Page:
In practice a bit of coasting around obstructions and then with a quick burst of low gear before going back into high again will negotiate most of these situations with ease.

Mitch Taylor

New South Wales, Australia

How to Drive a Ford Model T (Part 6)

The steering on the Ford Model T is very direct and lively by today’s standards. It is a direct ratio of the sun/planet gears in the steering column below the steering wheel.

Direct steering is common with most cars of this age. The Ford, with a transverse front spring, is subject to “twitching” over lumps and bumps in the road. As the front wheel hits an obstruction it causes the front axle to move sideways on its shackles, “twitching” the steering. You can fight the steering every time it jumps, holding the wheel with a vice like grip in which case you will have arm ache after a twenty minute drive, or you can relax your grip and let the steering wheel twitch rather than the road wheels.

It goes without saying that there should be no slack or play in the steering linkage. The camber, caster and toe-in of the front axle should be checked carefully for correct steering geometry.

Mitch Taylor

New South Wales, Australia

How to Drive a Ford Model T (Part 5)

A Model T Ford will climb an 8% (1 in 12) gradient in top gear with full throttle, and will come down it in top gear with no throttle and no brake application. They can safely negotiate 20% or more grades in low range, so hills should hold no fears for Model T Ford owners, but a few words of advice at this point.

Going up is relatively easy, just give the Lizzie full throttle and retard the ignition a little as the speed falls, and she should slog up the hill in fine style provided there is a reasonable amount of fuel in the tank. The T needs about a quarter tank full to climb a 20% grade, as the gravity feed system becomes less effective the steeper the grade. It was common practice, if the grade was too steep and the engine starved for fuel, to back a T over the grade.

As a general rule going down hills should be done at about the same speed as going up. However, the real secret is to successfully use engine compression to slow the car speed on a hill. Move the throttle lever up to minimum or to a setting which will maintain a safe down-grade speed. As there is no return spring on the throttle lever it can be set as slow as necessary, and will hold position. If braking is still necessary, let the pressure off the pedal every so often to prevent burning the linings. Reverse pedal can also be used to brake for added effectiveness if needed. (see “Saving Your Bands” below).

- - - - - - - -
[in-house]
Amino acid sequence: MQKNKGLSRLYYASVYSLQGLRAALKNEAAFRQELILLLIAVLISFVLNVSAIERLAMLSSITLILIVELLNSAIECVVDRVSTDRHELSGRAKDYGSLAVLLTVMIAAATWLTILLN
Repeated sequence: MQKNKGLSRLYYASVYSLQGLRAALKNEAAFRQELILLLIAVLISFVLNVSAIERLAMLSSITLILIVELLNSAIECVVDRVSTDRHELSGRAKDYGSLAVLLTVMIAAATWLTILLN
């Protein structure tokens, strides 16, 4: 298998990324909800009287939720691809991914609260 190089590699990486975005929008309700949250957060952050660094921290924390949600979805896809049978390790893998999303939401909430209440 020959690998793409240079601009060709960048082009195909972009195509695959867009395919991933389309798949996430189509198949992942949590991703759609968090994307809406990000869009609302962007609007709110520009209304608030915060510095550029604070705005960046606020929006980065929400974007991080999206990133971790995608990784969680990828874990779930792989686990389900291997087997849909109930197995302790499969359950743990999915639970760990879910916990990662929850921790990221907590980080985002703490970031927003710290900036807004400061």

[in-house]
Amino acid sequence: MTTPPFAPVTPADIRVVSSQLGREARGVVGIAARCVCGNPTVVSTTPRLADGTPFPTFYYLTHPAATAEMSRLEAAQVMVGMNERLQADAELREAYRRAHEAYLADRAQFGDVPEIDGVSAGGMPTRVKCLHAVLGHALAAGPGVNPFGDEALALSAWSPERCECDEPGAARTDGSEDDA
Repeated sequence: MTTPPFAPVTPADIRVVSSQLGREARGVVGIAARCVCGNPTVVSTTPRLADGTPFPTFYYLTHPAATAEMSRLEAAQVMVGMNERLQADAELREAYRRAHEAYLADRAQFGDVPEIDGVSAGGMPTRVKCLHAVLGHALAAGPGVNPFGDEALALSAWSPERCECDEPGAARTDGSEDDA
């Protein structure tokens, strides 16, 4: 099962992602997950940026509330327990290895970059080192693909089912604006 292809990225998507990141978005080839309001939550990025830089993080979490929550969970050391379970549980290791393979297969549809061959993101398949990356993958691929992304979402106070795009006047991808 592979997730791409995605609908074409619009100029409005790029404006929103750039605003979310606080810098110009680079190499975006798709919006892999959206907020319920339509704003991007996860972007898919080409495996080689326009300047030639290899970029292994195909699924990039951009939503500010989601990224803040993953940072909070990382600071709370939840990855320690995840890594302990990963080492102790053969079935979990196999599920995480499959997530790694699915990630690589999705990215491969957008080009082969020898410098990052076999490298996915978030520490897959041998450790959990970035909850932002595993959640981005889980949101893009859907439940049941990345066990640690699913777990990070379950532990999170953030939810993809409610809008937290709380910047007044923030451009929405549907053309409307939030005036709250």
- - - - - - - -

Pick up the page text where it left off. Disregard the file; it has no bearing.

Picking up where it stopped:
If you need to stop on a steep grade, use low gear as you brake, but be careful to not over speed the engine in low gear. Be aware that there is no engine braking, if the left foot pedal is held in neutral between high and low gear positions. Jamming all three pedals down will stall the engine and skid the rear tires, not an acceptable solution to emergency braking, except on dry pavement, and even then not recommended. NEGOTIATE HILLS AT SAFE SPEEDS, do not allow the car to “Roll Out.”

Mitch Taylor

New South Wales, Australia

My 1925 Ford Model T – A Closer Look: Coil Boxes (Trembler Coils)

In this video, we take a detailed look at the Ford Model T ignition system, more specifically, the coil boxes, also known as trembler coils. We take a look at how they work, and also how to test them and set them to achieve the correct current output.

Mitch Taylor

New South Wales, Australia

Wingham Rotary Town and Country Expo + Show n Shine

This annual events returns this year over three big days!  Wingham Rotary Town and Country Expo covers everything that’s good about the town and country lifestyle from craft, recreation, health, livestock, finance, solar, books, food and wine, DIY, lifestyle, leisure, fashion, home and garden, outdoors and much more.

There will be a full music program including five local bands plus a great range of exhibits and other attractions for young and old

Family friendly event includes live music, fashion, leisure, food and classic car show. 

Concludes on the Sunday with a Ute Muster.

This is a major fundraiser for The Rotary Club of Wingham. ‘A day where the town meets the country.’ 

Mitch Taylor

New South Wales, Australia